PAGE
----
What has changed is the way that the new cloud companies treat data. For Amazon and Google and the likes, data is not “cost” – it is the new oil. The new internet giants store everything they can irrespective if they can use the data immediately. They will then mine this dark data for insights they can use to optimise their own business or sell to other companies. For these companies, data storage is not a support function but part of the value creation process itself. You will not see Amazon run out of cloud storage.

The increasing dominance of the cloud companies has also changed the supply and demand equilibrium in the memory market. A limited supply made pricing increase and dampened demand and ample supply did the opposite. Not only do the cloud companies need more storage to support their dark data, they also treat memory supply as a long term strategic need that will not be stopped by increased memory pricing. This is the main driver behind the current memory boom and it does not show signs of slowing yet.

The most important part in the Datacenter is now a DRAM.

Do you want opinions or data-driven insights? Semiconductor Business Intelligence follows the industry in detail. We update our customers with general or customised quarterly reports on companies, products and end-markets. All of our research is based on our proprietary data and analysis of top semiconductor companies and related markets. We create a factbook on each of the top 30 semiconductor companies at a fraction of the time and price your business intelligence team can compile it.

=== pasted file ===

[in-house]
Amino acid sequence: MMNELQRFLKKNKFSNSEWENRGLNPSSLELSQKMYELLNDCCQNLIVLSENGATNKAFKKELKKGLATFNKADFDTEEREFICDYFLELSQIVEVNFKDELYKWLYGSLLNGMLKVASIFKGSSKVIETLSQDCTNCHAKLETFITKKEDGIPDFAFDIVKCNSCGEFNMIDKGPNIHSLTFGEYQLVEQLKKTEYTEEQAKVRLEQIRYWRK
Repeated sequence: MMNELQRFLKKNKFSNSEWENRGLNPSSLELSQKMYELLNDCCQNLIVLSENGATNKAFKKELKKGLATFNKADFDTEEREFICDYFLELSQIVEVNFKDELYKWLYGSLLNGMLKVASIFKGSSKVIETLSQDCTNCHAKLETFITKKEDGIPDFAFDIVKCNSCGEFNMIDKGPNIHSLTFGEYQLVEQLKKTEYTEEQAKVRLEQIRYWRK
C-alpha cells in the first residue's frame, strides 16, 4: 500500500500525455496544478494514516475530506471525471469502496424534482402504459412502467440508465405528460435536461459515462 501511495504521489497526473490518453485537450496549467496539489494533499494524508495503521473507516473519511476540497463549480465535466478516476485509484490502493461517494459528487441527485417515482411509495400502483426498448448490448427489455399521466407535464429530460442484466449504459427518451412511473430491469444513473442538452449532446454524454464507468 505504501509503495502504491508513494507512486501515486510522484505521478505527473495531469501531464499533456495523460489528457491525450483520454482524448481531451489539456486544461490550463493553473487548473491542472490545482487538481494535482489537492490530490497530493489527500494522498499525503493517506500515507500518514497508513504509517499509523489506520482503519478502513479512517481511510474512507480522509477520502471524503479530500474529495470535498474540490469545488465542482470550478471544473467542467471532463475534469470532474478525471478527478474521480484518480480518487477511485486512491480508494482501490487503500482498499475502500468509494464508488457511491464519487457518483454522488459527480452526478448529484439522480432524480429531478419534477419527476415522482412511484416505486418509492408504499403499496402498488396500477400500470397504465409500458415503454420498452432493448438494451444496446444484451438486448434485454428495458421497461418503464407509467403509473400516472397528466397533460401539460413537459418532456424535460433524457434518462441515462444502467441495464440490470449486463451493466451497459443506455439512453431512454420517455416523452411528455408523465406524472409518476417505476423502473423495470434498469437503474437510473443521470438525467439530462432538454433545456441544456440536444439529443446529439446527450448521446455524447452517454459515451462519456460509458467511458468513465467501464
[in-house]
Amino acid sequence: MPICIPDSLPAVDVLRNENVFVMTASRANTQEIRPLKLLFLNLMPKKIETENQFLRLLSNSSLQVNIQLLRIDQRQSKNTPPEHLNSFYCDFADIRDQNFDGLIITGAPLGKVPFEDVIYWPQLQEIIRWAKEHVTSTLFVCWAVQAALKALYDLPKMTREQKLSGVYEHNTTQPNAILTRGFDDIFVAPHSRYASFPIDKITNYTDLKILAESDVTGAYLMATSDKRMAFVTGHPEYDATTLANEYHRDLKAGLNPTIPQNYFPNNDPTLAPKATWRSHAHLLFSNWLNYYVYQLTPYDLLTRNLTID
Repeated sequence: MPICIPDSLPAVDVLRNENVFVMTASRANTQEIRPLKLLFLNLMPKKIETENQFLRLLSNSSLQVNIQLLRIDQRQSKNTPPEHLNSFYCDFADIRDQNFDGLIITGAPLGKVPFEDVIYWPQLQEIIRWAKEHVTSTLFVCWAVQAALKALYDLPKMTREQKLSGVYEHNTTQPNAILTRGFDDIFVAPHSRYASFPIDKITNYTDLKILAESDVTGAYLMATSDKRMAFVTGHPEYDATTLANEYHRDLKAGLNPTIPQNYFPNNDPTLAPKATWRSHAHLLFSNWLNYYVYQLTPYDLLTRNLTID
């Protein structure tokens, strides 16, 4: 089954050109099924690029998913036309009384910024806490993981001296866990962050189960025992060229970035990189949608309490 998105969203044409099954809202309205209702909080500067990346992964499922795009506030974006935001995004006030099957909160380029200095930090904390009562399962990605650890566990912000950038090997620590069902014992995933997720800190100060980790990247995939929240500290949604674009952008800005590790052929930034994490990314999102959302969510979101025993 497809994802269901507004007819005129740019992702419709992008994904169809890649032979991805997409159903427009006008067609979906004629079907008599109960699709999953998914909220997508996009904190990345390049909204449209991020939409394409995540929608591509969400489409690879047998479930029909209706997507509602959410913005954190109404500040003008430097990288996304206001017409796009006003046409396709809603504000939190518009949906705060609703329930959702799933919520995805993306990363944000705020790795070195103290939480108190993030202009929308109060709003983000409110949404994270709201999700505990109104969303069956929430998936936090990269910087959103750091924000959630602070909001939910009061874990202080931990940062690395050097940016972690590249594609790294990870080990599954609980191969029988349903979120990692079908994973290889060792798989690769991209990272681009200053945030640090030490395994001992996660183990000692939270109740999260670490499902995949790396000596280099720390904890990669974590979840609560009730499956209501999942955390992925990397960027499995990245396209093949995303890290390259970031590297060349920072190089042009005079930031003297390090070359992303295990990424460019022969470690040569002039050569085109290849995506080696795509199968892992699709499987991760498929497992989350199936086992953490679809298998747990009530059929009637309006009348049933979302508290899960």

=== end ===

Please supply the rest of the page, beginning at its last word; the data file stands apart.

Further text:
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Mobile Share of NAND Revenue declining.

While the Mobile share of DRAM revenue has been declining for some quarters as a result of increasing memory pricing, the NAND share has continued to increase. There are two likely factors behind this discrepancy. The first one is that the pricing of DRAM has increased more than NAND pricing encouraging smartphone manufacturers to change the memory mix of their phones towards flash. The other factor is that the high-end phones (like iPhones)  have a higher content of NAND and with better margins, the phone manufacturers will accept higher pricing. The Q4 drop in the Mobile share of the NAND market shows that mobile consumption has reached an inflexion point. Most likely the Smartphone market is now in the early stages of significant decline.

Do you want opinions or data-driven insights? Semiconductor Business Intelligence follows the industry in detail. We update our customers with general or customised quarterly reports on companies, products and end-markets. All of our research is based on our proprietary data and analysis of top semiconductor companies and related markets. We create a factbook on each of the top 30 semiconductor companies at a fraction of the time and price your business intelligence team can compile it.